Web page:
Getting Comfortable With Uncertainty Through Leadership And Operational Resilience

2020-08-14 |  Mary Wong

If there’s one thing that the first half of 2020 has taught us, it’s the need to be comfortable with uncertainty in completely new ways. From adapting quickly to meet your customers’ needs, to acting decisively to protecting your business and your people.

For those leading the industry, the pandemic has been a time of opportunity and a chance to showcase their ability to rapidly innovate in ways that meaningfully help their customers during this difficult time. For those lagging behind, it’s been a time of learning, highlighting the importance of investing in infrastructure and digital capability.

When it comes to platforms, change is a matter of course, with the continual movement of assets and regular news of acquisitions and consolidation. In this increasingly competitive and margin-driven industry, survival is predicated not only on the ability to attract and grow assets, but on your business’s ability to develop cost-efficient and resilient business operations.

When it comes to effective operations, there’s one topic that’s top of the agenda for the vast majority of platform providers that we’ve been speaking to: Location Strategy.

A recent O2/ YouGov poll showed that 45% of workers expect a permanent change to their company’s approach to flexible working in the UK. Whilst a recent Gartner survey of CFOs suggested that nearly a quarter of companies will move at least 20% of their on-site employees to a permanent remote position.

Taken together, this adds up to a huge shift for your business. One that if managed well, could see you accelerate your business, reducing your operating costs and dramatically increasing your profits.

But without the proper thought, or worse, if completely ignored, these changes could cause serious issues for your business. Leaving you with a pre-COVID business no longer fit for a post-COVID world.

To help you succeed through this period and come out as one of the winners, there’s five areas that you will want to focus on to ensure you’re prepared for what the future holds:

• Leadership and Communication

Strong leadership has been critical to maintain focus and morale, as well as to accelerate decision-making in the early stages of lockdown. Going forwards, effective communication strategies will be required to ensure that your team feel as connected to you as they have during the crisis and continue to reflect the changing ways your employees work. Ad hoc stand-ups or informal conversations in the office need to be replaced with more inclusive comms, that don’t disadvantage people who aren’t in the office.

• Empowered Risk Management

The risk management of COVID-19 needed to be agile, dynamic and flexible. Changes to business practices and operational controls had to be swiftly risk-accepted with a shift in working practices to manage risk ‘at a distance’. It is worth continually checking in on whether your risk capture and escalation processes are appropriate and recalibrating impact tolerances as circumstances change.

• People and Culture

While remote working was initially successful, that early optimism is beginning to erode and fatigue is starting to set in. While many organisations have benefitted from a more responsive workforce, it is important to be proactive to help employees prevent burnout. It is harder for managers to keep an eye on this with a virtual environment, with the typical indicators of late-night working not as apparent. What has become clear is that protecting wellbeing is vital to effective operational resilience, including flexibility to meet each individual’s needs and circumstance.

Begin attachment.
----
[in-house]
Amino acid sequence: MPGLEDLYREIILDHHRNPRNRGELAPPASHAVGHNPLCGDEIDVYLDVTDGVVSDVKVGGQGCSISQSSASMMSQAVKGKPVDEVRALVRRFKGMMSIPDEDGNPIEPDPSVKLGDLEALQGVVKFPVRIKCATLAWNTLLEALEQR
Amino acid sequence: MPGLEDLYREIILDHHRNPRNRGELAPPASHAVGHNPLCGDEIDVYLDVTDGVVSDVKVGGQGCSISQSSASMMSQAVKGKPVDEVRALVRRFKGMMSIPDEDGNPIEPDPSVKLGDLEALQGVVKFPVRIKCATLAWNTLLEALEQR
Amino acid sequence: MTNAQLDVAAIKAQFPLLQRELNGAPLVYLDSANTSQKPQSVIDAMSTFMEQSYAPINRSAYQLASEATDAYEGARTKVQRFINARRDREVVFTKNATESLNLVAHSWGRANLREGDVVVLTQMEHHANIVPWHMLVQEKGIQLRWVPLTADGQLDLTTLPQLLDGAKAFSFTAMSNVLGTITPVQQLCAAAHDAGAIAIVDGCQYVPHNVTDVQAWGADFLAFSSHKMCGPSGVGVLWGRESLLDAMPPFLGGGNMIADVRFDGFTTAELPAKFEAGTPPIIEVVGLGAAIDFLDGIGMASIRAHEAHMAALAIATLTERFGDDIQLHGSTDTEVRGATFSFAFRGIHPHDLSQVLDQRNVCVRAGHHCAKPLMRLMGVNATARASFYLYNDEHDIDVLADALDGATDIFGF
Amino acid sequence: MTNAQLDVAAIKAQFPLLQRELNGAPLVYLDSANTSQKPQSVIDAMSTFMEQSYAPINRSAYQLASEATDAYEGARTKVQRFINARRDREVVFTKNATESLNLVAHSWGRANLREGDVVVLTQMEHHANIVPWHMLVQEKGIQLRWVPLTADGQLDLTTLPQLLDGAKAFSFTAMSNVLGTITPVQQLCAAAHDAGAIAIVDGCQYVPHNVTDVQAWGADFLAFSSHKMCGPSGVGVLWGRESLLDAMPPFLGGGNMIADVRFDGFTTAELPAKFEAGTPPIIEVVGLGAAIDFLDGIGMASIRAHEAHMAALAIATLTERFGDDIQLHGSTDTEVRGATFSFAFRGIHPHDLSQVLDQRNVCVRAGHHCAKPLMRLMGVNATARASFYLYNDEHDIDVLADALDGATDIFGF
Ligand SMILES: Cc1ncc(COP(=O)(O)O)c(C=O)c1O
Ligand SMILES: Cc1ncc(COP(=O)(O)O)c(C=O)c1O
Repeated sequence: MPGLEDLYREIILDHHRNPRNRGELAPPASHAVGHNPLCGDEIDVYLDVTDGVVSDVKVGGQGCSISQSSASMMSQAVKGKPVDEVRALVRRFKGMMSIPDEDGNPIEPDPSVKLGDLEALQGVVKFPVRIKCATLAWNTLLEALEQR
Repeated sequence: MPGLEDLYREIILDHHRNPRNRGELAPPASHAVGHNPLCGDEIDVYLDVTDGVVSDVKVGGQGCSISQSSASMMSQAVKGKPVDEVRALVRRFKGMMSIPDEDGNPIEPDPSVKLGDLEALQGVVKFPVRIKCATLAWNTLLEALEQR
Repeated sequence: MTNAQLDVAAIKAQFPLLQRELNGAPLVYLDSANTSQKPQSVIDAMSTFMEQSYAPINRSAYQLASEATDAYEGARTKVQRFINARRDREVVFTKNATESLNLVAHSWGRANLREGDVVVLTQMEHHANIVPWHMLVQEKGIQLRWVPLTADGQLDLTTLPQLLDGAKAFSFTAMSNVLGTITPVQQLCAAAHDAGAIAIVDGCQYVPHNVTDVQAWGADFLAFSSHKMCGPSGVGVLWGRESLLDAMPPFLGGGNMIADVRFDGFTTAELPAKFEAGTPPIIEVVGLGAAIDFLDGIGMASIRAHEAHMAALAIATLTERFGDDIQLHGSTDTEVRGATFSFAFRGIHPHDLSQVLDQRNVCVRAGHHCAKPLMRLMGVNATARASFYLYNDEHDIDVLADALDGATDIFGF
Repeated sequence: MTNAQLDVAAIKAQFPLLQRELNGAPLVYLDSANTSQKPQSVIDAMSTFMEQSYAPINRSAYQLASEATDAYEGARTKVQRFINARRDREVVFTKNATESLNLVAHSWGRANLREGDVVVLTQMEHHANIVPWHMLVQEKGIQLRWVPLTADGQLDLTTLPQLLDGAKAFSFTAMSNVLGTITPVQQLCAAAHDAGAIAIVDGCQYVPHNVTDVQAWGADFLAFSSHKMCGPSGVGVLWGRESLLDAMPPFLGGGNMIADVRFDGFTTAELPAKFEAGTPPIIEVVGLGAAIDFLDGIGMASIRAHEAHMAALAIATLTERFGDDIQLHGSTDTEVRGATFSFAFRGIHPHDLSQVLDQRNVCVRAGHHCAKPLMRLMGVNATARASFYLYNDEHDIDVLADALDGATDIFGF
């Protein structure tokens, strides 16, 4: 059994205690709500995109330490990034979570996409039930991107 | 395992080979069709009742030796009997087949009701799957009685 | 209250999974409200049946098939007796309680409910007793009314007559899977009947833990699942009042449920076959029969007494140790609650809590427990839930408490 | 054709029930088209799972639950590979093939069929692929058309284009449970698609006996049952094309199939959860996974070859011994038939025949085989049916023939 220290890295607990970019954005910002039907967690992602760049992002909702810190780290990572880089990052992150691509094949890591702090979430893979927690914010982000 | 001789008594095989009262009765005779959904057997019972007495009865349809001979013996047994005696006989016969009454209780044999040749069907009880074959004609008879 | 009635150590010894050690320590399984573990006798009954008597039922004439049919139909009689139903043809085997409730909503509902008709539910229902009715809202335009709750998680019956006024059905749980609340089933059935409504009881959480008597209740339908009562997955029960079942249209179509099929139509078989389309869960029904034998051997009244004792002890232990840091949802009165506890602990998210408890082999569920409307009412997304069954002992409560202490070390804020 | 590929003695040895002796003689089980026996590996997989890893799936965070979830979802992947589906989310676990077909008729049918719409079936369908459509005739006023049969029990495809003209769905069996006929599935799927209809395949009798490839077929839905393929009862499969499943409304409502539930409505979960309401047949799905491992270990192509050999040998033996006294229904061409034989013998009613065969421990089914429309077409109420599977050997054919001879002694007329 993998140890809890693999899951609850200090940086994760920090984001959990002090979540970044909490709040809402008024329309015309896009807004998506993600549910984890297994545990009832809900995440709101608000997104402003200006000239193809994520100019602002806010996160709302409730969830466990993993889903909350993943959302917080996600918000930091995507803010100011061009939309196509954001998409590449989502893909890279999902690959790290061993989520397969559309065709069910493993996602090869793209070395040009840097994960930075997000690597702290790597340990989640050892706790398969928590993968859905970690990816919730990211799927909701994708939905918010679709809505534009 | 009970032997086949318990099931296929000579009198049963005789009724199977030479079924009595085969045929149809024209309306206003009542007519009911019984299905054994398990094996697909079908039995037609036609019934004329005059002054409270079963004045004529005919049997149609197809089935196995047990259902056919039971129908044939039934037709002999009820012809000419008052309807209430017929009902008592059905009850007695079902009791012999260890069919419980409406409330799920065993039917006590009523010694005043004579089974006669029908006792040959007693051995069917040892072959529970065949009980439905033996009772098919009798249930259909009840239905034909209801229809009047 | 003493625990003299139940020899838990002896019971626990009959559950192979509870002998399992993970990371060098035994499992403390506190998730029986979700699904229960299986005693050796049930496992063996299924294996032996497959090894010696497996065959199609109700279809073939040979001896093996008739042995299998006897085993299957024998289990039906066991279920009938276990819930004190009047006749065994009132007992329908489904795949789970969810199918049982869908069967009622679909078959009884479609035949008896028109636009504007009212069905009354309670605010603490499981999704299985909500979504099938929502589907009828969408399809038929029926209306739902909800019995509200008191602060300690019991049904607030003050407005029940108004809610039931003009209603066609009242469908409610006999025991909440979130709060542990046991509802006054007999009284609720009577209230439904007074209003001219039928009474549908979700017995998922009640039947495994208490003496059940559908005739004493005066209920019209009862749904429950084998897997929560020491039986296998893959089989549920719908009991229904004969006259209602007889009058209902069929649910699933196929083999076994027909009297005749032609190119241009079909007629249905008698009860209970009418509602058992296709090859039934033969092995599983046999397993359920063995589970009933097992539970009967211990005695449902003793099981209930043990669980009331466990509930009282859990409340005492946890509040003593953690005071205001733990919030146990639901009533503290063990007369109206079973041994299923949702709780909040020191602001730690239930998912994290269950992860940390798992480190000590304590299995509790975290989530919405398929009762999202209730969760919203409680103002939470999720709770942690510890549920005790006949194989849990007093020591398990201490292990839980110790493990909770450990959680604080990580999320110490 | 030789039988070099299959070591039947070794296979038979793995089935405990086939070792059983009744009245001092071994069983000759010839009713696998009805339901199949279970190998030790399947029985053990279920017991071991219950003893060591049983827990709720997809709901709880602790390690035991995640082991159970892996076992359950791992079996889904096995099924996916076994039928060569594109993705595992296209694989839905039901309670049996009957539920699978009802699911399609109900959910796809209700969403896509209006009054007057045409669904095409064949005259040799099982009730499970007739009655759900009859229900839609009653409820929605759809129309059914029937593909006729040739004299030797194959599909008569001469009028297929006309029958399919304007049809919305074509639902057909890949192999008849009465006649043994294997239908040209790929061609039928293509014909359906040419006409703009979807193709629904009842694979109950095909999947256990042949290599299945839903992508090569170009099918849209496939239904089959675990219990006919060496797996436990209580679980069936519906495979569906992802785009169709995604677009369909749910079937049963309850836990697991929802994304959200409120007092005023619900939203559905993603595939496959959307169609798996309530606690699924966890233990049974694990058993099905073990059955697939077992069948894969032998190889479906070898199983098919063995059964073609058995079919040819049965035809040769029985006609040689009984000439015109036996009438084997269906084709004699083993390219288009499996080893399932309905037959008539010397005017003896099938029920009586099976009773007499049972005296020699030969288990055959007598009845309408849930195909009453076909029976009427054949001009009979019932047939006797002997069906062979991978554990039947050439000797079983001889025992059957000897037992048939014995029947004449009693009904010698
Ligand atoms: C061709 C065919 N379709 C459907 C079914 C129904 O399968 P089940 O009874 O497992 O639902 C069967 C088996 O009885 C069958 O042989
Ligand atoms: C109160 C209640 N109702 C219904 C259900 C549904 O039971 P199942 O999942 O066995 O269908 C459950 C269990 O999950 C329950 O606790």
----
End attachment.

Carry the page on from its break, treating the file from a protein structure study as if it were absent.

In a post-COVID world, you need to give your employees choice as to how they work and not just make decisions based on how you think your people should work, or where they should be working from. You may want to think about reducing your stand-ups, instead replacing them with more informal 1-1 check-ins on employee wellbeing to inform your approach.

• Your Property Footprint and Workplace

The ‘workplace’ has undergone a seismic change this year. The purpose of the physical workplace is evolving from somewhere your team spend their entire working lives, into a place where people can come together to collaborate, share ideas and be creative.

Long-held assumptions have been challenged, creating long-term implications for the setup of working spaces and offices to reflect their changing purpose. Now is the time to consider whether you still need a city centre HQ, multiple offices around the world, and whether the offices you do keep are set up for the changing needs of your workforce.

• Systems, Tools and Digital Capability

As remote working is now becoming a long-term option for your employees, you need to ensure that your infrastructure is robust enough to handle this. From ensuring systems are accessible outside the office, to implementing effective collaboration tools and ensuring everything remains secure, these considerations need to be top of your IT agenda.

Those individuals who previously preferred the more traditional ways of working and communicating with clients have now been forced to adapt – it will be important to keep up that momentum and not allow your team to fall back into old habits by embedding these new practices into your ways of working for the future.

While every organisation will face their own individual challenges, one thing is certain – the pandemic has changed the world for all platform businesses, and shifted the way we will work for ever more.

By acting now to develop a business plan that’s fit for the ‘future workplace’, starting with your Location Strategy, you will be able to avoid the pitfalls that this new world presents and set your firm up for success.